When the stomach pH is low enough (acidic), and the food has mixed with gastric juices, the valve between the stomach and the duodenum (upper small intestine) gets the cue to open and start allowing food to pass to the duodenum to continue digestion in the small intestine.

 

When the stomach never reaches proper acidity, the valve doesn’t get the cue and food can sit in the stomach and ferment, putrefy, and rancidity. This is where we see classic indigestion – bloating, upper GI distention, and belching.

Low stomach acid can lead to things like:

 
  • Depression  – we aren’t digesting our protein and creating usable amino acids to make neurotransmitters 
  • Acne – undigested proteins can lead to leaky gut and create gut dysbiosis
  • Food Allergies – undigested food particles enter the blood stream and the immune system launches attack (also  why autoimmune issues are correlated with leaky gut)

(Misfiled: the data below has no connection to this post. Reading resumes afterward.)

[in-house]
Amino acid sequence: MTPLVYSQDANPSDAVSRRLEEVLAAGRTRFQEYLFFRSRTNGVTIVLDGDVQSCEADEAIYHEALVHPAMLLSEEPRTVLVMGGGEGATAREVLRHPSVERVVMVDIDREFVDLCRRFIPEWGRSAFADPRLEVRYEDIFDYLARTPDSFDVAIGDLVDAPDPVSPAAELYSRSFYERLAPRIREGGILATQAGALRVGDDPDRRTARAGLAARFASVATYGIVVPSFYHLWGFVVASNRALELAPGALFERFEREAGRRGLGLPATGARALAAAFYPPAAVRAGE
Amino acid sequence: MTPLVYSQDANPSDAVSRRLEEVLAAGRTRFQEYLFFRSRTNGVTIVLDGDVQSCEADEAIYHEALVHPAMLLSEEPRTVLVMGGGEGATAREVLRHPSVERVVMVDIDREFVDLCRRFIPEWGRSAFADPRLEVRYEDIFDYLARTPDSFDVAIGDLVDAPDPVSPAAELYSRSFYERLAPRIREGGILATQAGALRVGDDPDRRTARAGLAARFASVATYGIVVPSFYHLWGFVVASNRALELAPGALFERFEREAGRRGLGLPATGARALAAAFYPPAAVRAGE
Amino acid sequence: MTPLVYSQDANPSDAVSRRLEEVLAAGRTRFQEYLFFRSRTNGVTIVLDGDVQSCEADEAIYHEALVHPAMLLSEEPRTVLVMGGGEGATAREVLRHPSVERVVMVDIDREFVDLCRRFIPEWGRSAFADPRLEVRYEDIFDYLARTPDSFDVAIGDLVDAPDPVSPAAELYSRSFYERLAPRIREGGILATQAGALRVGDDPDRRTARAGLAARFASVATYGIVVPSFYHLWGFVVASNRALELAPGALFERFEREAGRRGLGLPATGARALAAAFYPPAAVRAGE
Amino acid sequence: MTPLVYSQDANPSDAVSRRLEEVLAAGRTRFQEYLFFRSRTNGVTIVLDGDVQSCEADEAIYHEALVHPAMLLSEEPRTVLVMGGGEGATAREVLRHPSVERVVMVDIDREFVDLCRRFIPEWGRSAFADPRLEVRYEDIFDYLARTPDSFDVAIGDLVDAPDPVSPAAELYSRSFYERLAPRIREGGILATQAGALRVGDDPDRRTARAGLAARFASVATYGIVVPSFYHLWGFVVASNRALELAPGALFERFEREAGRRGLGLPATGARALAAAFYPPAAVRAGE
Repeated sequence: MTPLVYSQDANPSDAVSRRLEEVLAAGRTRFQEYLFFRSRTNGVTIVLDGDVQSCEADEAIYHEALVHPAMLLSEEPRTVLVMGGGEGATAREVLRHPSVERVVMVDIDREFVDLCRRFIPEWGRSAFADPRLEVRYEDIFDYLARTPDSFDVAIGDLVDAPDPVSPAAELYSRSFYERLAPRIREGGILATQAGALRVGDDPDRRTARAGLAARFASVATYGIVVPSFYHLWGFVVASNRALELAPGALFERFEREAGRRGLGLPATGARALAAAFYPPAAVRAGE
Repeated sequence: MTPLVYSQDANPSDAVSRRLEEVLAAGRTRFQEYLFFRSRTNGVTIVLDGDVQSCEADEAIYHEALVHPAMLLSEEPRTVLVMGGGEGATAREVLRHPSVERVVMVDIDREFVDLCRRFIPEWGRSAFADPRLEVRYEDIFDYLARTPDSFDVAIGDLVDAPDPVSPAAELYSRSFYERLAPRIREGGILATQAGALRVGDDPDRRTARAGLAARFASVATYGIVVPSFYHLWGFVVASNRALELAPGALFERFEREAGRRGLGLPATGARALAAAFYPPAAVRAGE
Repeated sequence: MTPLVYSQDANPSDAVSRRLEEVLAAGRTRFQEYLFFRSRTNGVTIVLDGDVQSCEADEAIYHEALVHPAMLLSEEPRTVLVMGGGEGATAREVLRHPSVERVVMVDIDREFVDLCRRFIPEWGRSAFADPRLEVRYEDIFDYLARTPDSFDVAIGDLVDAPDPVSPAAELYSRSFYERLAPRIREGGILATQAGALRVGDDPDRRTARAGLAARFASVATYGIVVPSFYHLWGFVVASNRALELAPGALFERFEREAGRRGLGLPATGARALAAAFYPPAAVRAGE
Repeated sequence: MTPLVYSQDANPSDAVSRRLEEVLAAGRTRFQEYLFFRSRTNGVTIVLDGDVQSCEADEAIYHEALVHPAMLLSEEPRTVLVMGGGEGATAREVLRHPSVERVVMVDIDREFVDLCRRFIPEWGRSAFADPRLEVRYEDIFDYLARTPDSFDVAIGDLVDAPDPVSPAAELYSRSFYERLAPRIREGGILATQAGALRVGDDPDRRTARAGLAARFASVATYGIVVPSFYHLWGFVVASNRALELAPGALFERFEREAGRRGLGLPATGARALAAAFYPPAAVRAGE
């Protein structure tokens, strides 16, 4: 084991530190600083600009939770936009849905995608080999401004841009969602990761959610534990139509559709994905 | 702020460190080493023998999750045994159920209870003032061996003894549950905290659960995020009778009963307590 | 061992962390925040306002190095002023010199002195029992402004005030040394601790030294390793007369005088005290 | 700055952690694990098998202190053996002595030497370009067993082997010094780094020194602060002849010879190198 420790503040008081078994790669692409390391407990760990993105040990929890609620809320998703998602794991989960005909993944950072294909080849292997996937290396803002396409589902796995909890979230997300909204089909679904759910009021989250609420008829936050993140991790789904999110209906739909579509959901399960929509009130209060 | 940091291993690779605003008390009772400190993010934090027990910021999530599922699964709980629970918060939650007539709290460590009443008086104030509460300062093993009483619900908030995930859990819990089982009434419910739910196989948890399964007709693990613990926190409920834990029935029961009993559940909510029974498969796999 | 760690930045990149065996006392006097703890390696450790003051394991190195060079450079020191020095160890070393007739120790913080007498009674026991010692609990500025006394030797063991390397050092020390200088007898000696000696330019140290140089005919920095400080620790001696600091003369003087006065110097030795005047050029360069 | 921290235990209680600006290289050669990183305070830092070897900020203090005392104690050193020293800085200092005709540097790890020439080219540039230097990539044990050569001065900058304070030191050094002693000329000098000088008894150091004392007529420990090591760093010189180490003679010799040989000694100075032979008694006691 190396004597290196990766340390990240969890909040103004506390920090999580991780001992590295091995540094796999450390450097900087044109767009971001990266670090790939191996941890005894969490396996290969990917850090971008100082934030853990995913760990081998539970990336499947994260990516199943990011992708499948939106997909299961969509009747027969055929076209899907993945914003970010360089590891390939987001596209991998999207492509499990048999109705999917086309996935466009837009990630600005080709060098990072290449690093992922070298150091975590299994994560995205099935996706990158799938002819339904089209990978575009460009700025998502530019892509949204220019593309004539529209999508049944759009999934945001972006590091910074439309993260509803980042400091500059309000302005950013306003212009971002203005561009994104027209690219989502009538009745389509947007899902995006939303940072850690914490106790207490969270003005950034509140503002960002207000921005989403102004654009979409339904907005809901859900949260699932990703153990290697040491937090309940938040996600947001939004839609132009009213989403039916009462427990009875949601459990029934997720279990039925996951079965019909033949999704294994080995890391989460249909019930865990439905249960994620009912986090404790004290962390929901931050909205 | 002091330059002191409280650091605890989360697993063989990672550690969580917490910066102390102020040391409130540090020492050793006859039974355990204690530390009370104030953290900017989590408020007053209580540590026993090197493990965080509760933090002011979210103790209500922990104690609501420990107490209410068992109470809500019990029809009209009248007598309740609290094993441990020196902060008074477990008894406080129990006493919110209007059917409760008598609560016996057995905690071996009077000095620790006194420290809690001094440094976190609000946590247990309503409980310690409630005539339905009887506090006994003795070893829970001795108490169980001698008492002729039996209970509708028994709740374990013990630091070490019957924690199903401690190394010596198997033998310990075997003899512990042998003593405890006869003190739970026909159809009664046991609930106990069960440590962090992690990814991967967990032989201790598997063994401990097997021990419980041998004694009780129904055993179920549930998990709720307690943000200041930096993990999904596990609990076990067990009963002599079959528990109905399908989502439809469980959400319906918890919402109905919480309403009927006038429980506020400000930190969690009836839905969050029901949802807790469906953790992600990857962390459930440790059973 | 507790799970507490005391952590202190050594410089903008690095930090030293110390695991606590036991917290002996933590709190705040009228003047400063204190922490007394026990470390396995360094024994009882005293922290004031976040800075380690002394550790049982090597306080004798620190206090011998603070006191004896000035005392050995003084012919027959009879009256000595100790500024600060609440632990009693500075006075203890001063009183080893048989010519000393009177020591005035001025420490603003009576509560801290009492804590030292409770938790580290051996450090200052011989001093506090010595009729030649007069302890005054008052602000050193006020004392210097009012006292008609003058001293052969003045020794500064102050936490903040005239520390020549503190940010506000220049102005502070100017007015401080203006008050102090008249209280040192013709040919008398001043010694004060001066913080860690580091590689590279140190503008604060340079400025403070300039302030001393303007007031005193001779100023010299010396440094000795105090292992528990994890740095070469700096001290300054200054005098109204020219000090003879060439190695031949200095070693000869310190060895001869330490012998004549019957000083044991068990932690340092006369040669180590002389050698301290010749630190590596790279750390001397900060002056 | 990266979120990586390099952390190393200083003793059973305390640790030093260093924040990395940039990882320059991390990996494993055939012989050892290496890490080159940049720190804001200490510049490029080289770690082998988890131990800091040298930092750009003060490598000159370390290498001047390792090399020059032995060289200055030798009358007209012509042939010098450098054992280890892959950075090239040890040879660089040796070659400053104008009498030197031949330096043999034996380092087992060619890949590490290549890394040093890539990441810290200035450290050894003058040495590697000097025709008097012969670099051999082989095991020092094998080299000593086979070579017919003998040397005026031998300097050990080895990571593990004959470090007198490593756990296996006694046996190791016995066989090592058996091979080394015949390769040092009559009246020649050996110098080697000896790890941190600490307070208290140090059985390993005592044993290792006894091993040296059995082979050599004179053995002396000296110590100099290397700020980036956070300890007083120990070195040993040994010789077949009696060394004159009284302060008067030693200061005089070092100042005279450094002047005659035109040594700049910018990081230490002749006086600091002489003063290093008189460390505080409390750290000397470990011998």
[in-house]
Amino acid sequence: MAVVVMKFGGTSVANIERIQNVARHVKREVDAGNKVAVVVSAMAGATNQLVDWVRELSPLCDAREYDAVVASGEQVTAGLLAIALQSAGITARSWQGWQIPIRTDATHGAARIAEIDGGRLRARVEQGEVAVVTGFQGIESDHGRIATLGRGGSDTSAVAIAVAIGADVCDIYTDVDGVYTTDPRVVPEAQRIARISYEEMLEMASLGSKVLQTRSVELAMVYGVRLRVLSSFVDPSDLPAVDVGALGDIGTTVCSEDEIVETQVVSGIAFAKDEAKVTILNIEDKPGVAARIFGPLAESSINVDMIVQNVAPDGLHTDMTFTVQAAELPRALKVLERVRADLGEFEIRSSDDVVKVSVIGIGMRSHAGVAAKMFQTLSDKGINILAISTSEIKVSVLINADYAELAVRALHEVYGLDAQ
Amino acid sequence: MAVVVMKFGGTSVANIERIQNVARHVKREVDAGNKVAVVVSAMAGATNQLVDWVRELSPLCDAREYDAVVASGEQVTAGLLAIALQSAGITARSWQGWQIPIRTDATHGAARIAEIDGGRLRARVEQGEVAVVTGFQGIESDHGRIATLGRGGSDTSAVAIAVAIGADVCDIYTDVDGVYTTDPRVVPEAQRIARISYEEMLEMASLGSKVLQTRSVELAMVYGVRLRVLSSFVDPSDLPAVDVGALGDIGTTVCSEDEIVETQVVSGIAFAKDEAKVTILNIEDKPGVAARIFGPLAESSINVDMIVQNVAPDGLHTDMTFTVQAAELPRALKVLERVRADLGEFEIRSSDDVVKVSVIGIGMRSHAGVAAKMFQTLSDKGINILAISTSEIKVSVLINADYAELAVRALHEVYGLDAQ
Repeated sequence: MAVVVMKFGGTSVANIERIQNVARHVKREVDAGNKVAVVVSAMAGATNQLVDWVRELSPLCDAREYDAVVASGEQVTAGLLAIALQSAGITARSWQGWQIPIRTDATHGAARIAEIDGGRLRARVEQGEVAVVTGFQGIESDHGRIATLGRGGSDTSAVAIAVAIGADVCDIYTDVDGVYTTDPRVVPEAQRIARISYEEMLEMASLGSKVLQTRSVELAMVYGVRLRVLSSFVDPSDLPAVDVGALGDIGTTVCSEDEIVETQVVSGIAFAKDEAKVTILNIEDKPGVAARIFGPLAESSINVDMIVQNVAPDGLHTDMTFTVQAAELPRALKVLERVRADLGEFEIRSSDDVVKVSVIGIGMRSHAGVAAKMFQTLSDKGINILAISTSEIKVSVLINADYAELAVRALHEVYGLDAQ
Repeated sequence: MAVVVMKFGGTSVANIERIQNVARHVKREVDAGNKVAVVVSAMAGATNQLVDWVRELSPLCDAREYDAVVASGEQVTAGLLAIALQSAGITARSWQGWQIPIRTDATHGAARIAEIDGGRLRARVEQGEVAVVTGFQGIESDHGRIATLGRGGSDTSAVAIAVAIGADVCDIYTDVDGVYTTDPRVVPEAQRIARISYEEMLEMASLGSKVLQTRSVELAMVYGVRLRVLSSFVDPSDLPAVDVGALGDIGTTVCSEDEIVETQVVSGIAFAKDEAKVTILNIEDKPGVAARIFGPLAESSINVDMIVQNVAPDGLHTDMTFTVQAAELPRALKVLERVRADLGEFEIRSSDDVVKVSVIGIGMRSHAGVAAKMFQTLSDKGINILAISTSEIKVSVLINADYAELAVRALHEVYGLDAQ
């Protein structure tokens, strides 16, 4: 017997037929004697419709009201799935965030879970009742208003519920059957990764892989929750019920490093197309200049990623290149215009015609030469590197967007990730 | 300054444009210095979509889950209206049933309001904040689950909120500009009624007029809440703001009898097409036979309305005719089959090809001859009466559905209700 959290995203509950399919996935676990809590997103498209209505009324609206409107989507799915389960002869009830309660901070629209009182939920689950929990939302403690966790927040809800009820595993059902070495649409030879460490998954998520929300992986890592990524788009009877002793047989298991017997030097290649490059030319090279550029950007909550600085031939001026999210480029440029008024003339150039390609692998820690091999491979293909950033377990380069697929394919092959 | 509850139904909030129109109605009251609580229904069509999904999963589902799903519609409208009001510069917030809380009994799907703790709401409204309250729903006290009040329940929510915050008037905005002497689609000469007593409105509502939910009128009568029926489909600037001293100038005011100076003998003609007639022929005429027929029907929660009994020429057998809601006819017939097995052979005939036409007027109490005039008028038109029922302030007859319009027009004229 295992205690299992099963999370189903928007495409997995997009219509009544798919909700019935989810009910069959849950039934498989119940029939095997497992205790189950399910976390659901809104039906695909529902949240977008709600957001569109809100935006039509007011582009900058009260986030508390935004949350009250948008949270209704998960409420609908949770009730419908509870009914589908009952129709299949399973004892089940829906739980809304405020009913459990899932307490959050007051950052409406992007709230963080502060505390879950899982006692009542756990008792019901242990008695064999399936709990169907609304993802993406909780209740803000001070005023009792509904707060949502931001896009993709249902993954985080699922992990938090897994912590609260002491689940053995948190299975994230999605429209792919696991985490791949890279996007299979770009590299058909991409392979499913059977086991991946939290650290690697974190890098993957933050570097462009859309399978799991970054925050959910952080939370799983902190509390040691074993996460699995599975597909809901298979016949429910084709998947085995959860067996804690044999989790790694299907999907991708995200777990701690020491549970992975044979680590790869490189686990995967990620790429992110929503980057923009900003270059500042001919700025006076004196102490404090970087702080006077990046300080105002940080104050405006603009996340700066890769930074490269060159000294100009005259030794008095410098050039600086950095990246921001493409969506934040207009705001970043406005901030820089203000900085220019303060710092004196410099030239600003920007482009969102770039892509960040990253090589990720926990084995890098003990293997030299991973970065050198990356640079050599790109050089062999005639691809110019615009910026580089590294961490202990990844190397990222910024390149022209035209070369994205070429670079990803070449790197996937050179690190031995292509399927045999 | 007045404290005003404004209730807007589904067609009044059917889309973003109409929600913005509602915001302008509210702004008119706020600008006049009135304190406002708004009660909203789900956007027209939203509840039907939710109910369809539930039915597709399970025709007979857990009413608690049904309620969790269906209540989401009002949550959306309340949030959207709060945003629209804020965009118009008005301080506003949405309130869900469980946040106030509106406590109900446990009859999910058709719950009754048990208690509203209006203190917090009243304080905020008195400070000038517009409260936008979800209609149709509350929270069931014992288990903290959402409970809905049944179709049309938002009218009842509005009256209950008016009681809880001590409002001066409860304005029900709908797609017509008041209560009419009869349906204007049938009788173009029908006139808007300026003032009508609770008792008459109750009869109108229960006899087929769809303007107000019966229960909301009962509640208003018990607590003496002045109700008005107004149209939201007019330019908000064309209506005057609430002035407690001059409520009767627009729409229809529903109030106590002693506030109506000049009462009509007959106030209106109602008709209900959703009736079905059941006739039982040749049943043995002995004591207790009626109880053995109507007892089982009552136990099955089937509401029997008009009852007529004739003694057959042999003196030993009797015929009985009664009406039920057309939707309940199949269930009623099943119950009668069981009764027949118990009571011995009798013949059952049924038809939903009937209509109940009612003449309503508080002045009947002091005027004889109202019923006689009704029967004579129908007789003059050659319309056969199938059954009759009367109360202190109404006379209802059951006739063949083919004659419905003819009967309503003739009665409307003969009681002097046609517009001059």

• Gut dysbiosis like SIBO,  H. Pylori, and Candida overgrowth
  • Pernicious Anemia – because we need stomach acid to absorb and utilize iron in our diet.
  • Heartburn/GURD – this is the result of too little stomach acid, not too much, 99.9% of the time. When we don’t have enough stomach acid, our food sits too long in the stomach. This can cause indigestion and lead to the valve between the esophagus and the stomach to inappropriately open and the chyme (partly digested food and gastric juices in the stomach) to irritate the delicate lining of the esophagus, which is not designed to interact with even slight acidity.